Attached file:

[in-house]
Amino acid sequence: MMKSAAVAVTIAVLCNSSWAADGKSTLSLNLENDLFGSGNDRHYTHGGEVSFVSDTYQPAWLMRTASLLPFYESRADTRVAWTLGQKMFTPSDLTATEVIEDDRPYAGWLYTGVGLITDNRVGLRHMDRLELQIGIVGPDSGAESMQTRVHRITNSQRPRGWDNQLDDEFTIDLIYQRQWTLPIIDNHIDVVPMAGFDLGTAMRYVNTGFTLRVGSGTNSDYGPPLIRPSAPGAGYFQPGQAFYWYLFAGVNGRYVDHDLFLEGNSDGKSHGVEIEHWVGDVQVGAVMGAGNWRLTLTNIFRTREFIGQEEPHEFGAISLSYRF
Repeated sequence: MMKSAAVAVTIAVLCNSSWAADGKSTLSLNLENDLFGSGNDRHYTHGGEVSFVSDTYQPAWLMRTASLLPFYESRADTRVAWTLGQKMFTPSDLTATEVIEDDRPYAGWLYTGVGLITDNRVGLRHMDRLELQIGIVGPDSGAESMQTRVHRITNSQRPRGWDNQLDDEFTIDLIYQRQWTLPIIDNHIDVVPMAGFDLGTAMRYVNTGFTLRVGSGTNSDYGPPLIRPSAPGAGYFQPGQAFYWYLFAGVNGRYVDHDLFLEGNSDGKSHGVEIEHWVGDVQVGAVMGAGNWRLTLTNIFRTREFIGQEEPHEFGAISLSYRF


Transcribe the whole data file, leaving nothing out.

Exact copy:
[in-house]
Amino acid sequence: MMKSAAVAVTIAVLCNSSWAADGKSTLSLNLENDLFGSGNDRHYTHGGEVSFVSDTYQPAWLMRTASLLPFYESRADTRVAWTLGQKMFTPSDLTATEVIEDDRPYAGWLYTGVGLITDNRVGLRHMDRLELQIGIVGPDSGAESMQTRVHRITNSQRPRGWDNQLDDEFTIDLIYQRQWTLPIIDNHIDVVPMAGFDLGTAMRYVNTGFTLRVGSGTNSDYGPPLIRPSAPGAGYFQPGQAFYWYLFAGVNGRYVDHDLFLEGNSDGKSHGVEIEHWVGDVQVGAVMGAGNWRLTLTNIFRTREFIGQEEPHEFGAISLSYRF
Repeated sequence: MMKSAAVAVTIAVLCNSSWAADGKSTLSLNLENDLFGSGNDRHYTHGGEVSFVSDTYQPAWLMRTASLLPFYESRADTRVAWTLGQKMFTPSDLTATEVIEDDRPYAGWLYTGVGLITDNRVGLRHMDRLELQIGIVGPDSGAESMQTRVHRITNSQRPRGWDNQLDDEFTIDLIYQRQWTLPIIDNHIDVVPMAGFDLGTAMRYVNTGFTLRVGSGTNSDYGPPLIRPSAPGAGYFQPGQAFYWYLFAGVNGRYVDHDLFLEGNSDGKSHGVEIEHWVGDVQVGAVMGAGNWRLTLTNIFRTREFIGQEEPHEFGAISLSYRF